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Nibbles in Space

Author: Malcolm Macdonald || SpaceProf

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Nibbles in Space is a series of short podcasts from SpaceProf, making space more accessible. A nibble is half a byte. A nibble is 4 bits of information, whether you listen to it as a podcast or if want a little more of a Nibble you can read it at SpaceProf is Prof. Malcolm Macdonald, Chair of Applied Space Technology at the University of Strathclyde, Glasgow, Scotland.
10 Episodes
The most valuable service from space is communications; space enables reliable, and high-quality communications far from terrestrial infrastructure; it is estimated that over 13% of the non-financial business economy gross domestic product is supported by GNSS; (US) companies can sell images to anyone down to a spatial resolution of 25cm.
By studying the space environment around the Earth we can better understand how it effects our lives, and our planet. Spaceflight osteopenia causes astronauts to lose, on average, more than 1% of bone mass per month in space, making them good subjects to study and learn more about osteoporosis and how to help minimise its effects. Altimetry from space provides information on sea level, and the size and health of glaciers and ice-caps in detail that is otherwise near-impossible. An ever-increasing understanding of our impact on our planet, and our responsibilities to take better care of it.
Satellites monitor the Earth’s weather and are responsible for the vast majority of the accuracy of weather forecasts. A satellite-aided search and rescue system ensures immediate detection of an alert anywhere in the world, and aids the rescue of thousands of people each year. The International Charter 'Space and Major Disasters' provides charitable and humanitarian acquisition of satellite data from over 60 spacecraft to aid relief efforts in major disasters. In 2013 an American high school launched the first spacecraft designed, built, and operated by high school students.
Space technology has probably contributed more to the pursuit of peace than just about any other technology. Locating all kinds of radio transmissions from Earth is a key form of military surveillance from space. A number of countries have dedicated military communications satellites. Several militaries also operate a Global Navigation Satellite System.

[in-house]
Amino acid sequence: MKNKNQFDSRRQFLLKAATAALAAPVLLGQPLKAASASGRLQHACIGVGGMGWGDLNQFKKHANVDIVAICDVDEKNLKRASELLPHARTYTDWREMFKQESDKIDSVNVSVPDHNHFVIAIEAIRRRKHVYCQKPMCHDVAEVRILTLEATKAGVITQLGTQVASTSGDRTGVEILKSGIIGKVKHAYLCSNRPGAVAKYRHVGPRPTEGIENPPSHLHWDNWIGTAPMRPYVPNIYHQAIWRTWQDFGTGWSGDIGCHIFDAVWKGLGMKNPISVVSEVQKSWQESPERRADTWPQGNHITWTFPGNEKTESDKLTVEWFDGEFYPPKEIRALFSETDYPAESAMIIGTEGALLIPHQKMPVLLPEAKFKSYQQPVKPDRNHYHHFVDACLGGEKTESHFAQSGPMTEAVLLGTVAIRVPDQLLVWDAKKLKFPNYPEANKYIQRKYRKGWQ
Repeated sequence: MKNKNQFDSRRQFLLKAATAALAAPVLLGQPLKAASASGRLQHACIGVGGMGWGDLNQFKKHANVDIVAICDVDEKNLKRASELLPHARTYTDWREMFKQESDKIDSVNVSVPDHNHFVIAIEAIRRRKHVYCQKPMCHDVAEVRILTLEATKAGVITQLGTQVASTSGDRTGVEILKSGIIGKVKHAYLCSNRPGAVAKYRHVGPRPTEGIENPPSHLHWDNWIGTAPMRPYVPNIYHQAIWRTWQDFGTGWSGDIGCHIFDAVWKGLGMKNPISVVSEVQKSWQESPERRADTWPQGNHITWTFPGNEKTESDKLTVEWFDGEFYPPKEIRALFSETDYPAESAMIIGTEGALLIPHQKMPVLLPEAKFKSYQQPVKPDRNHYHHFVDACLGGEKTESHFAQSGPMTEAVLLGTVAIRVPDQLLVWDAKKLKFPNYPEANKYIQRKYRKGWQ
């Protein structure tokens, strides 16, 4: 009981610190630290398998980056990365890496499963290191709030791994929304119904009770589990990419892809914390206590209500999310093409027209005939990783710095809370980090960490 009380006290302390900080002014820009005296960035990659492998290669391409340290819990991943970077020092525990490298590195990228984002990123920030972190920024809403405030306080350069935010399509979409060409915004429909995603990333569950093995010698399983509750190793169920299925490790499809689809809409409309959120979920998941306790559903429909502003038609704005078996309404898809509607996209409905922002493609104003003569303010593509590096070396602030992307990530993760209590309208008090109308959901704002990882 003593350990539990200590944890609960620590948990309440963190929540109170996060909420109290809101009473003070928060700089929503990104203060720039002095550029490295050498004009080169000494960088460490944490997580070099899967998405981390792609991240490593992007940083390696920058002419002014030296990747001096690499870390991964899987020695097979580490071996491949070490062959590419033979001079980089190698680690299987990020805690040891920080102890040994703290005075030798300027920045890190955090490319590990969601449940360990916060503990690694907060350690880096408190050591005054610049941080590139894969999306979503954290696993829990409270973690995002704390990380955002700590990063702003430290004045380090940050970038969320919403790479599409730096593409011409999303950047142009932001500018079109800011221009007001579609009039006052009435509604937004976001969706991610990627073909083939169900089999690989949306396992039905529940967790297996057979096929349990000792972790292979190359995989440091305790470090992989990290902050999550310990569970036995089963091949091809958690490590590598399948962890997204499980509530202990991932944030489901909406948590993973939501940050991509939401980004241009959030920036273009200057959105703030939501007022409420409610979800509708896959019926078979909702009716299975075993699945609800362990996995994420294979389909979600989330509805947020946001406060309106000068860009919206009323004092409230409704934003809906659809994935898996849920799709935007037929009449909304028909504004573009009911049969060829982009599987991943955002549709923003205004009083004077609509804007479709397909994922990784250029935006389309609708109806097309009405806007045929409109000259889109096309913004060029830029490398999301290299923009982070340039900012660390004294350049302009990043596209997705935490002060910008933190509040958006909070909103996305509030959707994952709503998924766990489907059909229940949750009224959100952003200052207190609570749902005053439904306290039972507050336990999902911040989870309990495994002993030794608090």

All orbits below 2000km altitude are termed low-Earth Orbits, or LEO. The duration, or period of an orbit increases as altitude increases. A geostationary spacecraft appears stationary in the sky. If you are north of Svalbard, at over 81 degrees latitude GEO satellites are below the southern horizon.
0003: What's an orbit?

0003: What's an orbit?


A satellite is an object that orbits something else. An object in orbit is in continual freefall, moving forward so fast it never hits the ground. The closest point of an orbit to Earth is termed perigee, and the furthest point is apogee. An orbit is the path around another object in space.
Space travel became a seriously considered engineering endeavour through the works of Konstantin Tsiolkovsky. To access space a dedicated vehicle is required, a launch vehicle. Multistage rockets are two or more rockets, or stages working in sequence. Once a stage has completed its burn it is jettisoned.
As altitude increases the air gets thinner, that is, atmospheric density decreases. The nominal boundary to space as the von Kármán ellipsoid, a curve, above the surface of the Earth at 100km altitude. A spacecraft is a vehicle or vessel designed to operate beyond the von Kármán ellipsoid. The only thing we all agree on is that space is up.
The basic unit of information is a bit. It has two possible values, “0” (zero) or “1” (one). Eight bits make up a byte. Each hexadecimal digit represents four binary digits, termed a nibble. A nibble is half a byte.



Nibbles in Space is a series of short podcasts, making space more accessible. A nibble is half a byte. A nibble is 4 bits of information, whether you listen to it as a podcast or if want a little more of a Nibble you can read it at
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